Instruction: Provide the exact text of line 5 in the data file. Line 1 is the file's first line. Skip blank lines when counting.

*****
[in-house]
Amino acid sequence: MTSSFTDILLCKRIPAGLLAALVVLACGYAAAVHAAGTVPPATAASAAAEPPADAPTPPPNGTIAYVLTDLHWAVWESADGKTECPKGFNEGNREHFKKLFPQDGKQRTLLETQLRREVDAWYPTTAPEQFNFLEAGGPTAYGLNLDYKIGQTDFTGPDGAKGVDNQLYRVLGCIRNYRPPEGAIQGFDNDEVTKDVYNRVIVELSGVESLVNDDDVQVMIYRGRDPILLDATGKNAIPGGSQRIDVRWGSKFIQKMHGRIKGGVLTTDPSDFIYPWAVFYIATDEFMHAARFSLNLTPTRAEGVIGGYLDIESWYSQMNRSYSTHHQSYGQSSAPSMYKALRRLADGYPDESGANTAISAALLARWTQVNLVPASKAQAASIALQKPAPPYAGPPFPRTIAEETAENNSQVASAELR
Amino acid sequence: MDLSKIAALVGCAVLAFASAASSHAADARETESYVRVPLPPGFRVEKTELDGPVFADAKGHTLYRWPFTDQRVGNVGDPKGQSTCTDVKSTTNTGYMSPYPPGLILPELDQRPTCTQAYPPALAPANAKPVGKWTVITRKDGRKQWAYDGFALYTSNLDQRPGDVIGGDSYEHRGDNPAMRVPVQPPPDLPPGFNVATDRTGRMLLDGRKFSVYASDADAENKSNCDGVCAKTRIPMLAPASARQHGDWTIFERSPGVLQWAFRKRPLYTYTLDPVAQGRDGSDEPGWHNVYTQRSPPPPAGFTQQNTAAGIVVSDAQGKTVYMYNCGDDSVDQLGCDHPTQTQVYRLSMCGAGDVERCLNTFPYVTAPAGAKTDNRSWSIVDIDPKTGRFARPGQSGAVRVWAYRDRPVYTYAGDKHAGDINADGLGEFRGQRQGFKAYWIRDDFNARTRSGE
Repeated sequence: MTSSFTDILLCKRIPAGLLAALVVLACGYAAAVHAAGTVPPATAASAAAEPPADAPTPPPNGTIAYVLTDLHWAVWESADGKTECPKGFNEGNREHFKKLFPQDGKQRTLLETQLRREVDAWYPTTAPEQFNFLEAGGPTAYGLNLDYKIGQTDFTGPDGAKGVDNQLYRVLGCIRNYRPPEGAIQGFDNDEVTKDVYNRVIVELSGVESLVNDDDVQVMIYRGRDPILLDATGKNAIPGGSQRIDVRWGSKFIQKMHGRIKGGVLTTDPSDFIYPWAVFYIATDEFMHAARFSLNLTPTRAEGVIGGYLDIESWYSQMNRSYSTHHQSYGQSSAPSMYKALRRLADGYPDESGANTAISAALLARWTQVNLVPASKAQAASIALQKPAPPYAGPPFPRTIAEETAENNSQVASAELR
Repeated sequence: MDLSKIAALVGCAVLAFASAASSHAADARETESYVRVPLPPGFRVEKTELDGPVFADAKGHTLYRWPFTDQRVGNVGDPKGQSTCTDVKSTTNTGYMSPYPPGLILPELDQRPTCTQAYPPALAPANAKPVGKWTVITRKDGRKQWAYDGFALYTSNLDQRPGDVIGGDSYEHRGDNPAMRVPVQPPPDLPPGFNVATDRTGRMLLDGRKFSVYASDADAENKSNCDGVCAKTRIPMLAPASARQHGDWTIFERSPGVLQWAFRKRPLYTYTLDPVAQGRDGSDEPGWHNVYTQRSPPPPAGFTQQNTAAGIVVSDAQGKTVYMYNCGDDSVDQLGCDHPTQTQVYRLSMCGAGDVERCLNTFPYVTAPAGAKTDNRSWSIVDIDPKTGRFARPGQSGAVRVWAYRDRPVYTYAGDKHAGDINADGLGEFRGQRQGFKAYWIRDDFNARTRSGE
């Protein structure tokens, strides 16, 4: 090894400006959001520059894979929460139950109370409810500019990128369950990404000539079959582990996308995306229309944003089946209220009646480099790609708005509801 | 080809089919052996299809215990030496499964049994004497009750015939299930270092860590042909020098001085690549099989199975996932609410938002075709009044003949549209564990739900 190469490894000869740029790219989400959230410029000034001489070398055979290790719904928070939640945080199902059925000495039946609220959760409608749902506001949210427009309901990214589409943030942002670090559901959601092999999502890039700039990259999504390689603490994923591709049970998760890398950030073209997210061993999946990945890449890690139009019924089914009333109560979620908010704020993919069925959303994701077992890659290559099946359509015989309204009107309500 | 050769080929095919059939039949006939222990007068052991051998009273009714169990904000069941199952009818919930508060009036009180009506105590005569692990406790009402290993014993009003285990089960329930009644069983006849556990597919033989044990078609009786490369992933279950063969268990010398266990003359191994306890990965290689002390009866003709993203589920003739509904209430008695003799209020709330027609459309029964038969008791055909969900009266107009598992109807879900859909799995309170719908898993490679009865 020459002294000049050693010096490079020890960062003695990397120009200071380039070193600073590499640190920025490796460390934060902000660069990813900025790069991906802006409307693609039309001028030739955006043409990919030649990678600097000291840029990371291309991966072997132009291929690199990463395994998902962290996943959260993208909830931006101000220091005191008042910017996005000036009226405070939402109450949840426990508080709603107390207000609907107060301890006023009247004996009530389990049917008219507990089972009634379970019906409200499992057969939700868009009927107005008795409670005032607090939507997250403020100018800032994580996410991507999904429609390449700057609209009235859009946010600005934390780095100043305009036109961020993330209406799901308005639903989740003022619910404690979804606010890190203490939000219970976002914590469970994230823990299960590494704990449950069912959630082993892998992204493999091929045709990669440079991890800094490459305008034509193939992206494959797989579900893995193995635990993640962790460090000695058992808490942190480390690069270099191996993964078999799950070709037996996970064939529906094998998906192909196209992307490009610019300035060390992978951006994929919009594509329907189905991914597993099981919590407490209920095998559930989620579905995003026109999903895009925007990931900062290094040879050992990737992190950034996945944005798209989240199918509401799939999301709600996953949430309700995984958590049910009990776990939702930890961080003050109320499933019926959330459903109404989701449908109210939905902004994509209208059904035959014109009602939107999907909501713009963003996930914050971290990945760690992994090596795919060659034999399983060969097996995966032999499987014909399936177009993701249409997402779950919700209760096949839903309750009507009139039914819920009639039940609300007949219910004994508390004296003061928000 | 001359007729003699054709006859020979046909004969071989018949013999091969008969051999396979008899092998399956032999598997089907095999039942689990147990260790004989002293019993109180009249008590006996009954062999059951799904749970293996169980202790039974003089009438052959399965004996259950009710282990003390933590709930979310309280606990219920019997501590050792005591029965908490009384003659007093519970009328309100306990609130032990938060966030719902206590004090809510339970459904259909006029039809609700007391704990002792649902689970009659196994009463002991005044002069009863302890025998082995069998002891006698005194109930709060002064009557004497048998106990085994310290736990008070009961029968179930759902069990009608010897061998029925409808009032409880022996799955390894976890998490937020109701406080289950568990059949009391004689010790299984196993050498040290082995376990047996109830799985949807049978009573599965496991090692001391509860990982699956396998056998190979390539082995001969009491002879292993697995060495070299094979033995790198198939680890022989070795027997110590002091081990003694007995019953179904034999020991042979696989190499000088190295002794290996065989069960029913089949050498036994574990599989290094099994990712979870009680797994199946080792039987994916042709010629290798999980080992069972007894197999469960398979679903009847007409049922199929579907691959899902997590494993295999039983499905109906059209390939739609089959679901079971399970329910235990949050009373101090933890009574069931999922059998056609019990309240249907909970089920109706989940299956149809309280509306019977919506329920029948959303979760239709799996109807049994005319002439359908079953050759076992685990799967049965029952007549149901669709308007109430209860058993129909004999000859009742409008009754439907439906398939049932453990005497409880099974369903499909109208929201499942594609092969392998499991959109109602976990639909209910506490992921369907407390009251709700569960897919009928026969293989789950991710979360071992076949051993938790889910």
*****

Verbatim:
Repeated sequence: MDLSKIAALVGCAVLAFASAASSHAADARETESYVRVPLPPGFRVEKTELDGPVFADAKGHTLYRWPFTDQRVGNVGDPKGQSTCTDVKSTTNTGYMSPYPPGLILPELDQRPTCTQAYPPALAPANAKPVGKWTVITRKDGRKQWAYDGFALYTSNLDQRPGDVIGGDSYEHRGDNPAMRVPVQPPPDLPPGFNVATDRTGRMLLDGRKFSVYASDADAENKSNCDGVCAKTRIPMLAPASARQHGDWTIFERSPGVLQWAFRKRPLYTYTLDPVAQGRDGSDEPGWHNVYTQRSPPPPAGFTQQNTAAGIVVSDAQGKTVYMYNCGDDSVDQLGCDHPTQTQVYRLSMCGAGDVERCLNTFPYVTAPAGAKTDNRSWSIVDIDPKTGRFARPGQSGAVRVWAYRDRPVYTYAGDKHAGDINADGLGEFRGQRQGFKAYWIRDDFNARTRSGE